A teacher would like to move his annual seventh grade trip planning project from paper to Google Earth. The basic idea is that each student plans all of the details of a trip to an international destination of his or her choice. The report includes maps, itinerary, a description of each stop, a detailed trip budget, and general overview of the destination.

Google Earth promises to add value to this project at several levels. Earth’s core functionality is mapping — it provides an unlimited number of maps, at a variety of zoom levels, of every stop on the trip. Unlike paper maps, you can even display a view of a couple of blocks in a city and produce maps for remote locations that would otherwise be hard to find. The flyover tool provides a sense of scale difficult to communicate by any other means, as the viewer zooms from one location to another. Believe it or not, about a quarter of the families actually take the trip that the student has designed (there’s an authentic project for you!). It’s a lot easier to share this project with others in digital form. It’s even possible that the family would be able to take the student’s work with them on a smart phone!

We found that .kmz files can store nearly all of the information the teacher wants students to include. The placemark Info window apparently accepts HTML, because we found ourselves inserting links, paragraph tags, and even images embedded from other locations on the web. Earth’s print function automatically compiles the placemarks in a folder and produces step-by-step output suitable for sharing with others on paper if desired. Students could even store their bibliographies in the KMZ file, perhaps in the last placemark on the tour. Itinerary can be included by naming each placemark with the trip day. In this manner, all of the information the teacher wants students to research is embedded right in the most relevant place in the tour.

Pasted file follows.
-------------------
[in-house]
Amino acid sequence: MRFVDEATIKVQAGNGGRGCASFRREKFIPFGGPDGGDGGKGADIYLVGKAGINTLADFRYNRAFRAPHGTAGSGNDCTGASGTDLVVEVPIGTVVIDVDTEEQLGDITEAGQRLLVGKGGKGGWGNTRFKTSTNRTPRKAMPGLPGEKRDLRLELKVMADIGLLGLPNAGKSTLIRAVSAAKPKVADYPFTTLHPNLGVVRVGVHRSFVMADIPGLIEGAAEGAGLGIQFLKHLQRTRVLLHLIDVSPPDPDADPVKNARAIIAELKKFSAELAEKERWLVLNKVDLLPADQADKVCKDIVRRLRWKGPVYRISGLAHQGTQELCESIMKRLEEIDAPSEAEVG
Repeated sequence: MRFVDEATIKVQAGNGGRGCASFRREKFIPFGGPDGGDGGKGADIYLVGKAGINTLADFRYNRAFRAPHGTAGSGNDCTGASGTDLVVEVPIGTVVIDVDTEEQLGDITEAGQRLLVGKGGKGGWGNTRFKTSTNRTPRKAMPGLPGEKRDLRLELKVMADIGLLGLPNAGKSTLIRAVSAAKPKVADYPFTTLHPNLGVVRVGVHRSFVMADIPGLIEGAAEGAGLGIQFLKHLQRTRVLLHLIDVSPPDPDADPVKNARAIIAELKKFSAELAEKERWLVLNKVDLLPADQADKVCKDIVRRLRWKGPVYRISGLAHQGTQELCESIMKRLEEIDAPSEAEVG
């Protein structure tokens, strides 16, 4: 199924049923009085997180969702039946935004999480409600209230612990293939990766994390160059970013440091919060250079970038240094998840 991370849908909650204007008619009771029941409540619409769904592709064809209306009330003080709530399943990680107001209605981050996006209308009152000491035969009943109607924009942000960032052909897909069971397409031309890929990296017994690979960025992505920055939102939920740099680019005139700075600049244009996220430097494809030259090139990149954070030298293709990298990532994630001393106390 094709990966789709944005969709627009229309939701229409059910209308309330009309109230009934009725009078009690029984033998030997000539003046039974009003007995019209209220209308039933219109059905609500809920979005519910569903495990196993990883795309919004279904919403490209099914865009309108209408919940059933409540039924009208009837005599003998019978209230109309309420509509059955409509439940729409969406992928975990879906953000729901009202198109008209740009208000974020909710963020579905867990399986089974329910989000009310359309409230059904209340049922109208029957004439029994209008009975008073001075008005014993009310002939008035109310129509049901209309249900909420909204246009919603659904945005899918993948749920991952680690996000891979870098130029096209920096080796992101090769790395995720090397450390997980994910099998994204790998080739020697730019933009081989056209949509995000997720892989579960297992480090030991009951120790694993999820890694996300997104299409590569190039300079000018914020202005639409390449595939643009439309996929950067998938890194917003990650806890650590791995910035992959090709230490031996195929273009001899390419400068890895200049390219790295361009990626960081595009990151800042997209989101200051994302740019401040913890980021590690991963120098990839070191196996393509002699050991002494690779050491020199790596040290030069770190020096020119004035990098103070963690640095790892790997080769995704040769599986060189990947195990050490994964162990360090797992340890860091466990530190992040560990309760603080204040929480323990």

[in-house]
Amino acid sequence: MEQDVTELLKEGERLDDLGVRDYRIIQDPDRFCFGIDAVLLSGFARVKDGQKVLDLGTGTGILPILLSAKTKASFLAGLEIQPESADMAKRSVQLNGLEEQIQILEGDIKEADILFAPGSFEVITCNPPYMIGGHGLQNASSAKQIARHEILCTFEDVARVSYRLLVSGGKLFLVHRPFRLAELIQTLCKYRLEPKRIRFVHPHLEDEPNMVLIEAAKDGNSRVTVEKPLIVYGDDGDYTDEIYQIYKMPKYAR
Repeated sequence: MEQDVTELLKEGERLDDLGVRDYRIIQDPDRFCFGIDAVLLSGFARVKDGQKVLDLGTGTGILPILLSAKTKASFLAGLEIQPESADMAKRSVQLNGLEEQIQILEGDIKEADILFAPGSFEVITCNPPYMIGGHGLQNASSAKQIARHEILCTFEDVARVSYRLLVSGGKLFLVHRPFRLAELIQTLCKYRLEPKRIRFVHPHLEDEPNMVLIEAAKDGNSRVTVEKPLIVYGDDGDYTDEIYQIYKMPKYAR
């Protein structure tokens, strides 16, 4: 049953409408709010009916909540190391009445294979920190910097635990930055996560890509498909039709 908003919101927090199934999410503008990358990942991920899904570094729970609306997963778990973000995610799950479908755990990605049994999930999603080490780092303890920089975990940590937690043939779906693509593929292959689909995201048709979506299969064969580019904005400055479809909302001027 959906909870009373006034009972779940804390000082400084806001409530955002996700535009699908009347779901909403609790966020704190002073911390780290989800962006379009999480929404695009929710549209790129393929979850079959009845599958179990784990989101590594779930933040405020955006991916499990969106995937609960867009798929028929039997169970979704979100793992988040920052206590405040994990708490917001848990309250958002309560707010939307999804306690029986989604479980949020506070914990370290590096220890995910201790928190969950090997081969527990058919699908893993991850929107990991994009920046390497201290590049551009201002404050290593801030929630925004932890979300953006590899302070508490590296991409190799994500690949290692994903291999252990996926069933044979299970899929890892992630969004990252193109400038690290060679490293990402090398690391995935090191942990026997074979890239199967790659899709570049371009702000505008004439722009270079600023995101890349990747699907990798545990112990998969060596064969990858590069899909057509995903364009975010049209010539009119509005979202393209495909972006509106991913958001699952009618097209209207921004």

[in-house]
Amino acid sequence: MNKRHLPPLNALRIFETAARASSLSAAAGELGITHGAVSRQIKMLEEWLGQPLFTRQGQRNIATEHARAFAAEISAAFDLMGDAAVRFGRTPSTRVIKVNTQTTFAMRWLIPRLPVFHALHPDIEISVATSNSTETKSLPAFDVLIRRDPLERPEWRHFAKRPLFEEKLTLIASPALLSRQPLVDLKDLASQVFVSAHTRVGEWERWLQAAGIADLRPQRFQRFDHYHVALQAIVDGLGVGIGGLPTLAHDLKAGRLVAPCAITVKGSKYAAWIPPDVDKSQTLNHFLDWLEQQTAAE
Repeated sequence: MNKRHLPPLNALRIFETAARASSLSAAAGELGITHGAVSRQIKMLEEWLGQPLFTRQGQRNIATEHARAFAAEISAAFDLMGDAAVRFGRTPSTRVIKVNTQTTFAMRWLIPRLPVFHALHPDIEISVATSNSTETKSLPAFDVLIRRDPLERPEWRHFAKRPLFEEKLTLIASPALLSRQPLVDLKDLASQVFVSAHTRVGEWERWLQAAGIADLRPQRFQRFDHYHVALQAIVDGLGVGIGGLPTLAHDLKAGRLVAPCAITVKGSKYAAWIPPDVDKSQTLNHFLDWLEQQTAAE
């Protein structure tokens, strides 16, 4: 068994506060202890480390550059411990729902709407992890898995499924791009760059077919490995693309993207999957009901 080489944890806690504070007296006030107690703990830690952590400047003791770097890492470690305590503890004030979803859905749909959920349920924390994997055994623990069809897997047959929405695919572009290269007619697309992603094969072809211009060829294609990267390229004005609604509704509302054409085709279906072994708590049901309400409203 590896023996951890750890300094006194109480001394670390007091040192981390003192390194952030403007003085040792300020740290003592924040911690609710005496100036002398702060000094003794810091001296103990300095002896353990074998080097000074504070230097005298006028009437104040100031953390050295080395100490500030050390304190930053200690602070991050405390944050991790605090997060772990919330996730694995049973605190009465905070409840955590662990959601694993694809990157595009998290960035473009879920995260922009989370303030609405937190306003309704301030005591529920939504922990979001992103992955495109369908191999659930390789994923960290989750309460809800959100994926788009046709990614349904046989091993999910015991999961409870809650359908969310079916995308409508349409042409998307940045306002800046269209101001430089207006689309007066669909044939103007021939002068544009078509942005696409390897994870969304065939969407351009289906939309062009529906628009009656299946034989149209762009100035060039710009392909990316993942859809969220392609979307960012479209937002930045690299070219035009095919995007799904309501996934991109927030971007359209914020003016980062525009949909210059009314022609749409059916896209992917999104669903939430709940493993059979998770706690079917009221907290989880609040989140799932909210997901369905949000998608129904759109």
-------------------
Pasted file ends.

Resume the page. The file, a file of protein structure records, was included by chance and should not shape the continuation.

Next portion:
For kicks, we tested the concept that a KMZ file would be useful on a smartphone. We emailed a sample KMZ file to my Blackberry, but it didn’t open from Mail. Then, I uploaded it to a web site instead and accessed it from the Blackberry browser — then it worked great! Google Maps for Blackberry opened the KMZ file and displayed all of the placemarks in Rome right there. We didnt’ test whether the placemark details were retained but were sufficiently impressed that Maps could display the Earth file in a useful way. This feature could be useful for a lot of other applications for when you want to take with you a number of locations that you have looked up ahead of time.